Assessment of status of infant and young child feeding (IYCF) practice, policy and programs: achievements and gaps in Ethiopia

Assessment of status of infant and young child feeding (IYCF) practice, policy and programs: achievements and gaps in Ethiopia

Breastfeeding is universal in Ethiopia. Ethiopian Demographic Health Survey indicates that only 52 per cent of children under six months are exclusively breastfed despite the World Health Organization’s (WHO) recommendation of exclusive breastfeeding for up to the first six months of life.

The objective of this study is to find achievements and gaps in the existing policy, program and practices in reference to Infant and Young Child Feeding (IYCF) in Ethiopia and to build a consensus among all partners on the way forward to improve the existing IYCF practice.

Review of secondary data, including different national publications, guidelines and reports, is made and assessed based on the 15 indicators modified by International Baby Food Action Network (IBFAN) in order to identify the current situations in the country in reference to the infant and young child feeding policy, program and practices.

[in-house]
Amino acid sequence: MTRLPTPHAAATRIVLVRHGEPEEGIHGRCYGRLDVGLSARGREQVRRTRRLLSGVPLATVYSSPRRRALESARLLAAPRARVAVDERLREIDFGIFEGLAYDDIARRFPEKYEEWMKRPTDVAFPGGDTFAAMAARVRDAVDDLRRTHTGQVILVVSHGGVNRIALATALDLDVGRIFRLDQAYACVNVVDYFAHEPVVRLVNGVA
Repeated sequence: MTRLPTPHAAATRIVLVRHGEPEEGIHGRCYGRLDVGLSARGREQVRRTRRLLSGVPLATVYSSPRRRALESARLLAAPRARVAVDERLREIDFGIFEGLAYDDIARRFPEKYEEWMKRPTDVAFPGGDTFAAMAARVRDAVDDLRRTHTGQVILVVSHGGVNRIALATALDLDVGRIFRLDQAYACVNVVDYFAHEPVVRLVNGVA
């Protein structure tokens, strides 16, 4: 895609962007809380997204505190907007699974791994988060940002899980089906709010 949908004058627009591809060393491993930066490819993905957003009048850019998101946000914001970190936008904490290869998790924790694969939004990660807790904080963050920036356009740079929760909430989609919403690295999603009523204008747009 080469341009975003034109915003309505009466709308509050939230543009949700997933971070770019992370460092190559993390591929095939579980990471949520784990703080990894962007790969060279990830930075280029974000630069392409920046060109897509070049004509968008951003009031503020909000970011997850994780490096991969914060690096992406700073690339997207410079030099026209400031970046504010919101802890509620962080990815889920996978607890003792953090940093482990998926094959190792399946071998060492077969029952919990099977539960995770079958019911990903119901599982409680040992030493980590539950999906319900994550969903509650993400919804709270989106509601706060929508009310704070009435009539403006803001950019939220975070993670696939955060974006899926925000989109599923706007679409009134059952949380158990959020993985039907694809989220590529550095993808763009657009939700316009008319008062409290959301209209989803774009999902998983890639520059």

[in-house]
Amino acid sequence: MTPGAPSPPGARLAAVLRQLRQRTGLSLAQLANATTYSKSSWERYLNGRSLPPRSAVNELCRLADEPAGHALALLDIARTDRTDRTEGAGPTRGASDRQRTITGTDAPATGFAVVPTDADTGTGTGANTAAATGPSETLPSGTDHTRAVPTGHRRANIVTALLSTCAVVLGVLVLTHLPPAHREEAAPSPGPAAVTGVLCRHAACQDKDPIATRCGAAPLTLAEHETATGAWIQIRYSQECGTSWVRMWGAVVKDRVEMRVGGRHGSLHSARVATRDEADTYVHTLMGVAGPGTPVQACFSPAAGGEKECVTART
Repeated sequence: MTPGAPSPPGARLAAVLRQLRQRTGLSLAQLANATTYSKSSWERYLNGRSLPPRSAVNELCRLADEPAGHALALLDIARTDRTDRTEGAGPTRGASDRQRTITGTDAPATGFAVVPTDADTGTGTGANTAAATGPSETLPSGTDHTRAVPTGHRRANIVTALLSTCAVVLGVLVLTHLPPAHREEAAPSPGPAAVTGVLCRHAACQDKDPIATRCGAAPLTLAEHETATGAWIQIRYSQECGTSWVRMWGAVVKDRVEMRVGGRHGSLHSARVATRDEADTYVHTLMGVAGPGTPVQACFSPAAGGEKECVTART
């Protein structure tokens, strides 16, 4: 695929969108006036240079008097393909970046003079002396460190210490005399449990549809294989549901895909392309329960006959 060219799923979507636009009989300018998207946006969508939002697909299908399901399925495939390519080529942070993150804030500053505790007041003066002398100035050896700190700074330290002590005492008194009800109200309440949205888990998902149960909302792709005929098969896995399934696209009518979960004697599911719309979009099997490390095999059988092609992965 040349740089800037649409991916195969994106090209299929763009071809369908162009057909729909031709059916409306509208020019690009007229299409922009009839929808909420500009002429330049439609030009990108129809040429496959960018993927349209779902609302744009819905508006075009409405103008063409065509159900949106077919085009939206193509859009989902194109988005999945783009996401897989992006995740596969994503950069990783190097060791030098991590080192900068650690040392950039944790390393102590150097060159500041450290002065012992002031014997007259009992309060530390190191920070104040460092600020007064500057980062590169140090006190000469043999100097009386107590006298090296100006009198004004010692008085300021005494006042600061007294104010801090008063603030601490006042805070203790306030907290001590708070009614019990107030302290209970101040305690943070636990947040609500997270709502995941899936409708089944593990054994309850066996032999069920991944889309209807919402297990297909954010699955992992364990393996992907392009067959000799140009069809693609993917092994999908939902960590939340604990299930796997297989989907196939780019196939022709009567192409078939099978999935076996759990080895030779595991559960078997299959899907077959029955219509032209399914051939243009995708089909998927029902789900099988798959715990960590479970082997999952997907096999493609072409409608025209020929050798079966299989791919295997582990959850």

In this assessment gaps are identified and recommendations are also forwarded. The main gaps identified are absence of National Code of Marketing of Breast Milk Substitutes and Baby Friendly Hospital Initiative, inadequate maternity leave conditions to exclusively breastfeed for six months, and lack of knowledge and experience by mothers about optimal complementary feeding practices.

Limitations in the pre-service nutrition education curriculum for health care providers, inadequate skills and competencies by care providers to provide effective IYCF counselling support to mothers/caretakers and lack of awareness of the mother on the risk of bottle feeding are other gaps identified in the assessment.

Despite all the gaps identified in this assessment, Ethiopia is still on good track with 92 out of 150 scores in overall achievements with blue coloring status. This calls for the attention of policy makers to support and promote optimal breastfeeding in the country through bridging the gap between the gaps identified in this assessment and the WHO infant and young child feeding recommendations.

 

[Summary adapted from author]